Faculty

Curriculum Vitae (PDF)

Photo of Jocelyn Glazier

Glazier, Jocelyn

Associate Professor
Chair, Professional Leadership and Practice

T: 919.843.0406
jocelyng@email.unc.edu
301G Peabody Hall
CB 3500

“Urging all of us to open our minds and hearts so that we can know beyond the boundaries of what is acceptable, so that we can think and rethink, so that we can create new visions, I celebrate teaching that enables transgressions ─ a movement against and beyond boundaries. It is that movement which makes education the practice of freedom.”

– bell hooks, Teaching to Transgress

Overview

Previously a teacher of high school English and English as a Second Language, Jocelyn Glazier entered graduate school to explore how to better support teachers in creating and enacting meaningful, equitable and transformative curricula and pedagogy. During her studies, she became particularly interested in the ways teacher education could be structured to help teachers address the needs of all students, especially those historically marginalized. She continued this line of inquiry as an assistant professor at George Washington University where she taught courses in research, literacy and multicultural education. Through her teaching and research, she worked with prospective and practicing teachers to develop ways to break cycles of oppression in schools and beyond and to support the learning of all students.

Glazier’s dissertation research included a yearlong study of an Arab/Jewish school in Northern Israel. There she explored the experiences of students and teachers as they engaged in the difficult process of learning about and ultimately understanding one another’s cultures and languages.

Glazier’s recent work consists of teacher education that aids practicing teachers in schools and adds to new knowledge. In one project, she assembled a group of English teachers to read and discuss multicultural literature, which they in turn would teach to their own students. Glazier introduced the teachers to discourse analysis so they could explore how they positioned themselves relative to race, ethnicity, gender or social class and in regard to the characters in the texts.  Through this close reading and discussion of multicultural texts, and in one-on-one classroom work with Glazier, the teachers in the study became more aware of how their own biases and prejudices tended to privilege certain forms of learning and thus, certain students.

Educational Background

  • Ph.D. 2000 - Michigan State University, Curriculum, Instruction and Educational Policy
  • M.A.T. 1991 - Tufts University, English Education
  • B.A. 1990 - Tufts University, English and American Studies

Doctoral Program Affiliation(s)

Ph.D. in Education - Teacher Education and Curriculum

Ed.D. in Curriculum & Instruction

Research Interests

  • Diversity and Multiculturalism
  • Professional Development/Teacher Education
  • Social and Cultural Studies
  • Literacy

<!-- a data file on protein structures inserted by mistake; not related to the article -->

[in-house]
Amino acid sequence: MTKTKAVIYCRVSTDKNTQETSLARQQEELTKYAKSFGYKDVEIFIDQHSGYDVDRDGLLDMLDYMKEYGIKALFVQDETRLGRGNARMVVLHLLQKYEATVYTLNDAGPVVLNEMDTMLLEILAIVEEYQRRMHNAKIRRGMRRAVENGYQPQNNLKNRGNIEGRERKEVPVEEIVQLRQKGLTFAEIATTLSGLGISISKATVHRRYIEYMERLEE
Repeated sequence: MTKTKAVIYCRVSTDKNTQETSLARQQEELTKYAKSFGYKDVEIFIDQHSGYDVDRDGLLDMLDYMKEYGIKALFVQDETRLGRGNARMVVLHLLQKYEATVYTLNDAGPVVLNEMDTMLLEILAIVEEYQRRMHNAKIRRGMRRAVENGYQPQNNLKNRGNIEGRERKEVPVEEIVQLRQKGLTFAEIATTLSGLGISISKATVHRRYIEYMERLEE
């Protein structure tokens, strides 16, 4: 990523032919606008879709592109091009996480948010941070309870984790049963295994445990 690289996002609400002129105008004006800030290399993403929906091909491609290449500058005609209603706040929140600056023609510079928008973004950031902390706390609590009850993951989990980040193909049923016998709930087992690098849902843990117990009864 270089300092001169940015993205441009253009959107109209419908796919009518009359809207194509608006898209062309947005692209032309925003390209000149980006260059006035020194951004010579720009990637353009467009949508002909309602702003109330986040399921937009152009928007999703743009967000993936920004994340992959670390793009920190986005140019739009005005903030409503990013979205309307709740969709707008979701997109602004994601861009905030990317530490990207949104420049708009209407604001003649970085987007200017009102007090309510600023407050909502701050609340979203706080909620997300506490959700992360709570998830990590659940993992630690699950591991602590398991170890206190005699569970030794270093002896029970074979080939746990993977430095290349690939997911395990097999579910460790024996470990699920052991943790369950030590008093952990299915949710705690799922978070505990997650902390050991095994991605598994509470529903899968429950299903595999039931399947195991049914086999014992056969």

• Equity

Teaching Areas

  • Critical Pedagogy
  • Teacher Education

Courses

  • EDUC 600: Reinventing Teaching
  • EDUC 754: Teacher Education in the United States
  • EDUX 699: Study Group Research I
  • EDUX 700: Teacher as Researcher II

Honors & Awards

  • Nominated for Kappa Delta Pi/AERA Division K Early Career Research Award Early Career Award, 2006

Funded Research

  • 2007, Transforming the Real Lives of Students? Defining Transformative Practices
    Funding Source: Junior Faculty Development IBM Fund Award, UNC
    Role: Principal Investigator
  • 2007, The Impact of Service Learning on Pre-Service Professionals’
    Dispositions Towards Diversity

    Funding Source: Student Coalition for Action in Literacy Education (SCALE), UNC
    Role: Co-Principal Investigator (with Dr. Harriet Boone)

Selected Professional Affiliations

  • Research in the Teaching of English
  • Anthropology and Education Quarterly
  • Teaching and Teacher Education
  • Urban Review
  • Israel Science Foundation
  • American Educational Research Association

Public Service

  • Discussion Leader, Carolina Summer Reading Program
  • Model Course Instructor, Explore Carolina
  • Presenter, Department of Public Instruction Subcommittee considering the Teacher for the 21st Century, Raleigh, NC (2006)

Selected Publications

McVee, M., Brock, C. & Glazier, J. (2008, forthcoming). Sociocultural positioning in literacy: Exploring culture, discourse, narrative and power in diverse educational contexts. Cresskill, NJ: Hampton Press.

Glazier, J. (2008, forthcoming). The staying power of positionality: Exploring the challenge of repositioning when in the company of others. In McVee, M., Brock, C. & Glazier, J. (Eds). Sociocultural Positioning in Literacy: Exploring Culture, Discourse, Narrative and Power in Diverse Educational Contexts. Cresskill, NJ: Hampton Press.

Glazier (2008, forthcoming). Positioning Theory in Educational Landscapes. In McVee, M., Brock, C. & Glazier, J. (Eds). Sociocultural Positioning in Literacy: Exploring Culture, Discourse, Narrative and Power in Diverse Educational Contexts. Cresskill, NJ: Hampton Press.

Glazier, J., Hines, M., & Ricker-Wilson, C. (2007). Conversations: Learning to read critically: From high school to college to teacher education. In Kumashiro, K. and B. Ngo (Eds.). Six Lenses for Anti-Oppressive Education: Partial Stories, Improbable Conversations. (pp. 149-157). New York: Peter Lang

Glazier, J. (2007). Anti-Oppressive Pedagogy and Curriculum in Secondary English Methods: Focusing on Critical Literacy. In Kumashiro, K. and B. Ngo (Eds.). Six Lenses for Anti-Oppressive Education: Partial Stories, Improbable Conversations. New York: Peter Lang

Glazier, J. A. (2007).Tinkering Towards Socially Just Teaching: Moving from Critical Theory to Practice. Changing English, 14(3), 375-382.

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